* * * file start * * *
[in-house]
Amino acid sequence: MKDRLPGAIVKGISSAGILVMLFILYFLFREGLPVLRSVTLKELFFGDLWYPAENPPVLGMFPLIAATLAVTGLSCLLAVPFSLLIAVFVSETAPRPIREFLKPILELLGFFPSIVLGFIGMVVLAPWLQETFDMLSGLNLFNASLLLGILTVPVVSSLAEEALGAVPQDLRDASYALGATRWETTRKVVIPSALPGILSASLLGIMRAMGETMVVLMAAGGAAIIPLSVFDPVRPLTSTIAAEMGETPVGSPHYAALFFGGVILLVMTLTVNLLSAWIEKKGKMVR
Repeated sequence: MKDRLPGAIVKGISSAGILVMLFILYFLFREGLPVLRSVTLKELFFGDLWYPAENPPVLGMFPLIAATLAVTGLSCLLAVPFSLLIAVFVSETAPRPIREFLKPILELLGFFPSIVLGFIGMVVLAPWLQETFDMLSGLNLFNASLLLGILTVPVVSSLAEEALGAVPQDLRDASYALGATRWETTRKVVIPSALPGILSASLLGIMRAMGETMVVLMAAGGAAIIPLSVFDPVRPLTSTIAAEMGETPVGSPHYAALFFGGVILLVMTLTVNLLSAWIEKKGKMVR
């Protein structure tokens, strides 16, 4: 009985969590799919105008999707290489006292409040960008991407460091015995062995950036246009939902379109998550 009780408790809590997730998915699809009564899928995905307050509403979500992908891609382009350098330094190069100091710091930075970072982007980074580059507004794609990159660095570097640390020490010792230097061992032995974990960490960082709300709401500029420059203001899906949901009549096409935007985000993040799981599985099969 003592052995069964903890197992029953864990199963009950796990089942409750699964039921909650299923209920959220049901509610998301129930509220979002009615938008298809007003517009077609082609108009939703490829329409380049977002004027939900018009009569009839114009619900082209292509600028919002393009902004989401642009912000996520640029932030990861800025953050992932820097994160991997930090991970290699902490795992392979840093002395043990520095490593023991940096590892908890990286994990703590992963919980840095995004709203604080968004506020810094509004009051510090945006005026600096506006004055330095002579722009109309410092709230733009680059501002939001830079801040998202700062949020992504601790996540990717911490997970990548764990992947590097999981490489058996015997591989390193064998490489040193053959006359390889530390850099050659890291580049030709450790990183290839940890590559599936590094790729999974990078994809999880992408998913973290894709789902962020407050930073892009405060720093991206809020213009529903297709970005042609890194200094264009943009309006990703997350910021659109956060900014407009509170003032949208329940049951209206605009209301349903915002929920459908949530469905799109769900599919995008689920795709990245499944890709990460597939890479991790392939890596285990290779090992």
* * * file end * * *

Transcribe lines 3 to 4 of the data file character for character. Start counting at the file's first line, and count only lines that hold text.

Repeated sequence: MKDRLPGAIVKGISSAGILVMLFILYFLFREGLPVLRSVTLKELFFGDLWYPAENPPVLGMFPLIAATLAVTGLSCLLAVPFSLLIAVFVSETAPRPIREFLKPILELLGFFPSIVLGFIGMVVLAPWLQETFDMLSGLNLFNASLLLGILTVPVVSSLAEEALGAVPQDLRDASYALGATRWETTRKVVIPSALPGILSASLLGIMRAMGETMVVLMAAGGAAIIPLSVFDPVRPLTSTIAAEMGETPVGSPHYAALFFGGVILLVMTLTVNLLSAWIEKKGKMVR
């Protein structure tokens, strides 16, 4: 009985969590799919105008999707290489006292409040960008991407460091015995062995950036246009939902379109998550 009780408790809590997730998915699809009564899928995905307050509403979500992908891609382009350098330094190069100091710091930075970072982007980074580059507004794609990159660095570097640390020490010792230097061992032995974990960490960082709300709401500029420059203001899906949901009549096409935007985000993040799981599985099969 003592052995069964903890197992029953864990199963009950796990089942409750699964039921909650299923209920959220049901509610998301129930509220979002009615938008298809007003517009077609082609108009939703490829329409380049977002004027939900018009009569009839114009619900082209292509600028919002393009902004989401642009912000996520640029932030990861800025953050992932820097994160991997930090991970290699902490795992392979840093002395043990520095490593023991940096590892908890990286994990703590992963919980840095995004709203604080968004506020810094509004009051510090945006005026600096506006004055330095002579722009109309410092709230733009680059501002939001830079801040998202700062949020992504601790996540990717911490997970990548764990992947590097999981490489058996015997591989390193064998490489040193053959006359390889530390850099050659890291580049030709450790990183290839940890590559599936590094790729999974990078994809999880992408998913973290894709789902962020407050930073892009405060720093991206809020213009529903297709970005042609890194200094264009943009309006990703997350910021659109956060900014407009509170003032949208329940049951209206605009209301349903915002929920459908949530469905799109769900599919995008689920795709990245499944890709990460597939890479991790392939890596285990290779090992």